Graphics cards with Boost will be sold with a couple of clock speed numbers on the side. The base clock is the lower of the two—1006MHz on the GeForce GTX 680—and represents the lowest operating speed in thermally intensive workloads. Curiously enough, the "boost clock"—which is 1058MHz on the GTX 680—isn't the maximum speed possible. Instead, it's "sort of a promise," says Petersen; it's the clock speed at which the GPU should run during typical operation. GPU Boost performance will vary slightly from card to card, based on factors like chip quality, ambient temperatures, and the effectiveness of the cooling solution. GeForce GTX 680 owners should expect to see their cards running at the Boost clock frequency fairly regularly, regardless of these factors. Beyond that, GPU Boost will make its best effort to reach even higher clock speeds when feasible, stepping up and down in increments of 13MHz.

The GPU ramps up to 1100MHz in our Arkham City test run

Petersen demoed several interesting scenarios to illustrate Boost behavior. In a very power-intensive scene, 3DMark11's first graphics test, the GTX 680 was forced to remain at its base clock throughout. When playing Battlefield 3, meanwhile, the chip spent most of its time at about 1.1GHz—above both the base and boost levels. In a third application, the classic DX9 graphics demo "rthdribl," the GTX throttled back to under 1GHz, simply because additional GPU performance wasn't needed. One spot where Nvidia intends to make use of this throttling capability is in-game menu screens—and we're happy to see it. Some menu screens can cause power use and fan speeds to shoot skyward as frame rates reach quadruple digits.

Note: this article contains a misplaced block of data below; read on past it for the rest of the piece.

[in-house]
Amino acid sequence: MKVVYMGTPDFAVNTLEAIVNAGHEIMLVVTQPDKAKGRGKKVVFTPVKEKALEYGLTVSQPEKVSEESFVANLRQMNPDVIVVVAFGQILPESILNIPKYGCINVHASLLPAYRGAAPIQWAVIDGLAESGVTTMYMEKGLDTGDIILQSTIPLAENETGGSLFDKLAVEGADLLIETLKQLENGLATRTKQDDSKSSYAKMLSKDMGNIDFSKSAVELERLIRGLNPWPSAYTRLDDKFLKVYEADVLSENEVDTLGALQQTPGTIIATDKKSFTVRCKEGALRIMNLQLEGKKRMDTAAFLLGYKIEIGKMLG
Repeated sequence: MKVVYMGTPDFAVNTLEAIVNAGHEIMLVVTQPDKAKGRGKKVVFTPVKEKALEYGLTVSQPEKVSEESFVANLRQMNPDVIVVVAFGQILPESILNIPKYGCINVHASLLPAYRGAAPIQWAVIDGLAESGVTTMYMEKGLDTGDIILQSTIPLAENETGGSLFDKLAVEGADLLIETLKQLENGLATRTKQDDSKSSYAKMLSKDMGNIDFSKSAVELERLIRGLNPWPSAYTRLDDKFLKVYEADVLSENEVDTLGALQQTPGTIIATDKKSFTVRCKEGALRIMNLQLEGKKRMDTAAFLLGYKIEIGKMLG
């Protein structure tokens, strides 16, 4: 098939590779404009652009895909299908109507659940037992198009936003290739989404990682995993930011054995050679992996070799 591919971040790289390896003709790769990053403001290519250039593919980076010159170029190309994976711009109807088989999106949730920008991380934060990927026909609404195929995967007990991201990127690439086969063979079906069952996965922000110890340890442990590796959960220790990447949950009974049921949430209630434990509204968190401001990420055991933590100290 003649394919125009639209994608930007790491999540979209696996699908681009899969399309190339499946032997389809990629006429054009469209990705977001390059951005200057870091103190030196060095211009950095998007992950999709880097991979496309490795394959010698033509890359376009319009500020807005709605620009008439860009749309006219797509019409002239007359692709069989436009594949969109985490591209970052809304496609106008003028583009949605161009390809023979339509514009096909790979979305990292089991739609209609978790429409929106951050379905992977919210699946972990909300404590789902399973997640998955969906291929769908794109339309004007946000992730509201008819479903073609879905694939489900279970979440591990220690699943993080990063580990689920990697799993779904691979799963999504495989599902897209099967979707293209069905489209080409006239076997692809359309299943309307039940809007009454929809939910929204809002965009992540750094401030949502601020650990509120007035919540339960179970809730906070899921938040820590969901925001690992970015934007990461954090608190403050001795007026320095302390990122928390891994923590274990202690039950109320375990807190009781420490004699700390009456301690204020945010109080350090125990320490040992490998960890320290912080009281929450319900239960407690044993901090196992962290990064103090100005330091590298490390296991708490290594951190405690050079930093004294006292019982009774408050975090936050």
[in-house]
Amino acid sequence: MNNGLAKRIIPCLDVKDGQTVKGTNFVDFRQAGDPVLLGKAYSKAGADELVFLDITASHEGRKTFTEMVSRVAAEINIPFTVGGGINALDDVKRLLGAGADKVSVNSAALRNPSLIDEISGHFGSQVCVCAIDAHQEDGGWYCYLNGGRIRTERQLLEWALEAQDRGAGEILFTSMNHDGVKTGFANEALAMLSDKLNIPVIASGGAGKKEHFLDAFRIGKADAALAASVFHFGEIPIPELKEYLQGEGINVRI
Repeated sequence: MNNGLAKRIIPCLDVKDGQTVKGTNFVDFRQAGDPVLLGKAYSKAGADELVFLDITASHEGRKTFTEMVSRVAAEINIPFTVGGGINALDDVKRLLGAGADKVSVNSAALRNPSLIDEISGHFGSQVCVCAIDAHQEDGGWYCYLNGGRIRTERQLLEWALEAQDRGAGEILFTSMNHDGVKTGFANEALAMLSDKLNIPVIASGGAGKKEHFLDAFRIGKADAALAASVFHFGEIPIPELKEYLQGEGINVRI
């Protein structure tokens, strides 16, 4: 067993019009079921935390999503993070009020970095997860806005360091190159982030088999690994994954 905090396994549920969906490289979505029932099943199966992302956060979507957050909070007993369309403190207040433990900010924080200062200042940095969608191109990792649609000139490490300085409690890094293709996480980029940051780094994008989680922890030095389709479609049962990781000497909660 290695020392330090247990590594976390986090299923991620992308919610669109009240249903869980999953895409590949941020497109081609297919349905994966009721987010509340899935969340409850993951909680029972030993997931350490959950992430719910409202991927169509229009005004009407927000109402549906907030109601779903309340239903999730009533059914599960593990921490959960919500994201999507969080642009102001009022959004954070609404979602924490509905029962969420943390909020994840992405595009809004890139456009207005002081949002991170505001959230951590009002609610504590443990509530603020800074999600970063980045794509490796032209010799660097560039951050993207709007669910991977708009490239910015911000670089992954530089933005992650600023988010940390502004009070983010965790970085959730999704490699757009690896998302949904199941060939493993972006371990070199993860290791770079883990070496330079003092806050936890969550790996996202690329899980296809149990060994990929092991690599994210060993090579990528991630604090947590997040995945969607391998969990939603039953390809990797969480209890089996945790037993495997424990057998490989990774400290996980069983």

Nvidia has taken pains to ensure GPU Boost is compatible with user-driven tweaking and overclocking. A new version of its NVAPI allows third-party software, like EVGA's slick Precision software, control over key Boost parameters. With Precision, the user may raise the GPU's maximum power limit by as much as 32% above the default, in order to enable operation at higher clock speeds. Interestingly enough, Petersen said Nvidia doesn't consider cranking up this slider overclocking, since its GPUs are qualified to work properly at every voltage-and-frequency point along the curve. (Of course, you could exceed the bounds of the PCIe power connector specification by cranking this slider, so it's not exactly 100% kosher.) True overclocking happens by grabbing hold of a separate slider, the GPU clock offset, which raises the chip's frequency at a given voltage level. An offset of +200MHz, for instance, raised our GTX 680's clock speed while running Skyrim from 1110MHz (its usual Boost speed) to 1306MHz. EVGA's tool allows GPU clock offsets as high as +549MHz and memory clock offsets up to +1000MHz, so users are given quite a bit of room for experimentation.